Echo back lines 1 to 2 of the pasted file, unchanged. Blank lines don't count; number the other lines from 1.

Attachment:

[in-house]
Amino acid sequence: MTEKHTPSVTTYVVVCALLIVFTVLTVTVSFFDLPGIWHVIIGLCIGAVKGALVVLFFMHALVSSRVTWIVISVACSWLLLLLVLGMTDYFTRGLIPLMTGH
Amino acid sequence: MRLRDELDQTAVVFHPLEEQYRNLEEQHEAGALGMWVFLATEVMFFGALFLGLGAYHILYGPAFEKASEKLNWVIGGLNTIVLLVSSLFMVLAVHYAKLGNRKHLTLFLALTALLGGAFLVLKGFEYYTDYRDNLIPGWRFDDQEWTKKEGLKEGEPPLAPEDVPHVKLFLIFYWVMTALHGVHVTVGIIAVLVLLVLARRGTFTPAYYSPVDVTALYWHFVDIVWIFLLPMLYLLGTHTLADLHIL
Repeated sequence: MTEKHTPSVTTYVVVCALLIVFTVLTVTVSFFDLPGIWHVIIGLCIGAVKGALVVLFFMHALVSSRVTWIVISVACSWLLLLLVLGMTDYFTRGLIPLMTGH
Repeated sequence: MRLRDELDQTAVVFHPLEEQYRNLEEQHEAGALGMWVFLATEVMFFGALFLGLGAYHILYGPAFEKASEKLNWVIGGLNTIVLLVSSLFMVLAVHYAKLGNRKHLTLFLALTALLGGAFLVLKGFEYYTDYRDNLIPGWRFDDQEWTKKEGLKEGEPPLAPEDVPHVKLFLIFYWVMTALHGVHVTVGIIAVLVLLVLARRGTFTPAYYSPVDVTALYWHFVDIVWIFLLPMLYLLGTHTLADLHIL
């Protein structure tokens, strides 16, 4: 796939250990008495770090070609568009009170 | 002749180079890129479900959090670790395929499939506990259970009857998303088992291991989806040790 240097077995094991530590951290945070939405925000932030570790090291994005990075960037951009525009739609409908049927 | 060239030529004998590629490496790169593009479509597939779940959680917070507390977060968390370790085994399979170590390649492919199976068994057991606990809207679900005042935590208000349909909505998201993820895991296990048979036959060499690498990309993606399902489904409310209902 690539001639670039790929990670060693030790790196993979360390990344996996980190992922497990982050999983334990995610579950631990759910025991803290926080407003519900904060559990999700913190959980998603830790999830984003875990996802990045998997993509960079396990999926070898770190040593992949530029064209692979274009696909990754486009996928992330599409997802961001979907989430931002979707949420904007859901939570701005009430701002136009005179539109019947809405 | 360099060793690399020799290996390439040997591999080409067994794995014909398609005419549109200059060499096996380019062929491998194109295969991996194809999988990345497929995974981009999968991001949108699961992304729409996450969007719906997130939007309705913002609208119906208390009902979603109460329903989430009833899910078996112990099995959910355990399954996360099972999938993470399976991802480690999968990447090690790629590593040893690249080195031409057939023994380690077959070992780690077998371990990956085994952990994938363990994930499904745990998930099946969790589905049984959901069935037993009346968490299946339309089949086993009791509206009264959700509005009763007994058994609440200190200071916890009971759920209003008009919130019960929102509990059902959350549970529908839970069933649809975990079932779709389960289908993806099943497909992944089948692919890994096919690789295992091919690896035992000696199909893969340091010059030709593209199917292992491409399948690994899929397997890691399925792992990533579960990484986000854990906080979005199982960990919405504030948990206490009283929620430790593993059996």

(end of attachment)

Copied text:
[in-house]
Amino acid sequence: MTEKHTPSVTTYVVVCALLIVFTVLTVTVSFFDLPGIWHVIIGLCIGAVKGALVVLFFMHALVSSRVTWIVISVACSWLLLLLVLGMTDYFTRGLIPLMTGH